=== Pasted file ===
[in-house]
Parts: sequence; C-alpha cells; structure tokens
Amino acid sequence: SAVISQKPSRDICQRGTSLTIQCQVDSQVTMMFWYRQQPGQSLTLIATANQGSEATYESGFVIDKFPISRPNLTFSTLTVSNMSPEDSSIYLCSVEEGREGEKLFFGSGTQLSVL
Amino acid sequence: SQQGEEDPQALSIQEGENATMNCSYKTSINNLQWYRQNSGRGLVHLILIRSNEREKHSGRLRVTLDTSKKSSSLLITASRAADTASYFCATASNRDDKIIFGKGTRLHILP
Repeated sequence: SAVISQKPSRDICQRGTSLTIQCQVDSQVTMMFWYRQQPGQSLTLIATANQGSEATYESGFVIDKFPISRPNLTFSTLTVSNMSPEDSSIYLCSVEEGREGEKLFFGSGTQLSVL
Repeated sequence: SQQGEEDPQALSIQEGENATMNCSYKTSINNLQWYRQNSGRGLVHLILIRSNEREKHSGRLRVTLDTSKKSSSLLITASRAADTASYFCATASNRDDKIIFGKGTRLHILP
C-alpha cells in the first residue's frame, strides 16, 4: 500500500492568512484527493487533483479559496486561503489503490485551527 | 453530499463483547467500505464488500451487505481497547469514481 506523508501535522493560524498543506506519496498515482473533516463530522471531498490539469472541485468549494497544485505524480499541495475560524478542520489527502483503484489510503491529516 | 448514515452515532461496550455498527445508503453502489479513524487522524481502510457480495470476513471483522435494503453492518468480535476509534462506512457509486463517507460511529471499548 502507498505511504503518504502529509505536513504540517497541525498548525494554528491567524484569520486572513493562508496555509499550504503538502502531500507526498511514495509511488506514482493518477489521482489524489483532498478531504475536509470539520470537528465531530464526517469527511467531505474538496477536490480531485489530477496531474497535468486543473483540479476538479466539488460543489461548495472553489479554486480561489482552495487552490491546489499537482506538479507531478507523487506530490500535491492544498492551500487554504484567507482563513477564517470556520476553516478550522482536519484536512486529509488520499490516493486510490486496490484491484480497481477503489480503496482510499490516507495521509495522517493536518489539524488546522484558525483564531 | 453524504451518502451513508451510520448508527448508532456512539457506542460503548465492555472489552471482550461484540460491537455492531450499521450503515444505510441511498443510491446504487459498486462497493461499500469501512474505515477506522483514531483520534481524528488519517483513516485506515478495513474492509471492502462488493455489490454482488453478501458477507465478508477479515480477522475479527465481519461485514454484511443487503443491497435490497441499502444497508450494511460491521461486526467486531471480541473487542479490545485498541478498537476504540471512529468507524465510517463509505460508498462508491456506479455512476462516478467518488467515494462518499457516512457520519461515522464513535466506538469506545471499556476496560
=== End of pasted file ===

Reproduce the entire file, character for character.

[in-house]
Parts: sequence; C-alpha cells; structure tokens
Amino acid sequence: SAVISQKPSRDICQRGTSLTIQCQVDSQVTMMFWYRQQPGQSLTLIATANQGSEATYESGFVIDKFPISRPNLTFSTLTVSNMSPEDSSIYLCSVEEGREGEKLFFGSGTQLSVL
Amino acid sequence: SQQGEEDPQALSIQEGENATMNCSYKTSINNLQWYRQNSGRGLVHLILIRSNEREKHSGRLRVTLDTSKKSSSLLITASRAADTASYFCATASNRDDKIIFGKGTRLHILP
Repeated sequence: SAVISQKPSRDICQRGTSLTIQCQVDSQVTMMFWYRQQPGQSLTLIATANQGSEATYESGFVIDKFPISRPNLTFSTLTVSNMSPEDSSIYLCSVEEGREGEKLFFGSGTQLSVL
Repeated sequence: SQQGEEDPQALSIQEGENATMNCSYKTSINNLQWYRQNSGRGLVHLILIRSNEREKHSGRLRVTLDTSKKSSSLLITASRAADTASYFCATASNRDDKIIFGKGTRLHILP
C-alpha cells in the first residue's frame, strides 16, 4: 500500500492568512484527493487533483479559496486561503489503490485551527 | 453530499463483547467500505464488500451487505481497547469514481 506523508501535522493560524498543506506519496498515482473533516463530522471531498490539469472541485468549494497544485505524480499541495475560524478542520489527502483503484489510503491529516 | 448514515452515532461496550455498527445508503453502489479513524487522524481502510457480495470476513471483522435494503453492518468480535476509534462506512457509486463517507460511529471499548 502507498505511504503518504502529509505536513504540517497541525498548525494554528491567524484569520486572513493562508496555509499550504503538502502531500507526498511514495509511488506514482493518477489521482489524489483532498478531504475536509470539520470537528465531530464526517469527511467531505474538496477536490480531485489530477496531474497535468486543473483540479476538479466539488460543489461548495472553489479554486480561489482552495487552490491546489499537482506538479507531478507523487506530490500535491492544498492551500487554504484567507482563513477564517470556520476553516478550522482536519484536512486529509488520499490516493486510490486496490484491484480497481477503489480503496482510499490516507495521509495522517493536518489539524488546522484558525483564531 | 453524504451518502451513508451510520448508527448508532456512539457506542460503548465492555472489552471482550461484540460491537455492531450499521450503515444505510441511498443510491446504487459498486462497493461499500469501512474505515477506522483514531483520534481524528488519517483513516485506515478495513474492509471492502462488493455489490454482488453478501458477507465478508477479515480477522475479527465481519461485514454484511443487503443491497435490497441499502444497508450494511460491521461486526467486531471480541473487542479490545485498541478498537476504540471512529468507524465510517463509505460508498462508491456506479455512476462516478467518488467515494462518499457516512457520519461515522464513535466506538469506545471499556476496560